Benjamin Franklin once wrote, "In this world nothing can be said to be certain, except death and taxes." That might explain why those are the two things we fear more than anything else. One mistake, and it's so easy to fall behind. The IRS is waiting for us, as sure as the grim reaper. We are so afraid we avoid asking ourselves the most difficult question: How do we fix this?
Open on a split screen graphic straight out of a Power Point. It doesn't have to look good, or even professional, because people with tax liens don't care. They're like animals. Their emotions are raw and primal. Sparse horror-piano begins to play. We're tense immediately.
A serious, ginger bearded attorney spokesman on one side. The paler and splotchier the better. He doesn't have time to worry about his appearance; he's worried about your taxes. There is a giant, fonty, oval-badge logo with a sweet bevel on the right and we'll fly-in text that emphasizes what he is saying. The website, phone number, and credit card logos will be on screen at all times.
He asks us questions the questions we avoid. "Are you being audited?" and "Do you have unfiled tax returns?" He's making us think of the answers. He knows the pain and shame behind those questions and he stares at us unflinchingly. Not even blinking.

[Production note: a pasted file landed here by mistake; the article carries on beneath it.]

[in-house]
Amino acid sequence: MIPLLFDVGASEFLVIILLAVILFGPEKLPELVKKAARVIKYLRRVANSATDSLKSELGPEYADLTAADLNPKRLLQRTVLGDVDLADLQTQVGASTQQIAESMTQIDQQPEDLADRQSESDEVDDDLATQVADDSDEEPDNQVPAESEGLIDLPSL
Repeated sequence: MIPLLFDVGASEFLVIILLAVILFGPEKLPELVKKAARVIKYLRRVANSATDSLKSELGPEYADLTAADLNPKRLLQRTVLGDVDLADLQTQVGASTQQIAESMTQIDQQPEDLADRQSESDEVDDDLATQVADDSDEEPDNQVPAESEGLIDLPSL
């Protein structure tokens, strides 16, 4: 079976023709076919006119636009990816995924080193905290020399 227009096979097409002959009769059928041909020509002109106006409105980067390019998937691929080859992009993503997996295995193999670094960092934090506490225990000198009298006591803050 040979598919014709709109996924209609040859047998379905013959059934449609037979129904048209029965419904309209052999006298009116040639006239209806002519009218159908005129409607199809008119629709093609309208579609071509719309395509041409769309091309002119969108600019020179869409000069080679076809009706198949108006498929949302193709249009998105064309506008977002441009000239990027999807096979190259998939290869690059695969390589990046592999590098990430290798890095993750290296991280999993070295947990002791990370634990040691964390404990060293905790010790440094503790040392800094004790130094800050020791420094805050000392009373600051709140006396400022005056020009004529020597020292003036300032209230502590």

He introduces himself as if surprised by his own name. "I'm Patrick Cox, founder of Tax Masters." He is not just some attorney spokesman, he is the man who solves problems. Our problems. Synth drums play, undermining the tension of the piano as Patrick Cox lays out how Tax Masters will solve our problems.
Drop in the logo with an animation. Tax Masters: we solve your tax problems.
Patrick Cox: Could I say the catchphrase?
Patrick Cox: Could our logo have a reflection underneath it?
Don: (looks at Roger with a bug-eyed expression of frustration)
TOTAL WRECK - crazy-eyed hound is covered in cobwebs, has a vespiary on back, graffiti on side and savage thirst for boat fuel. Frankly, I'm in over my head. He's in room 115 at Motel 6, yours free. 555-2851
Yes, it's the perfect form for surviving a car crash. But it's also the perfect form for so much more, like surviving the trauma of reading any news headline in 2016.
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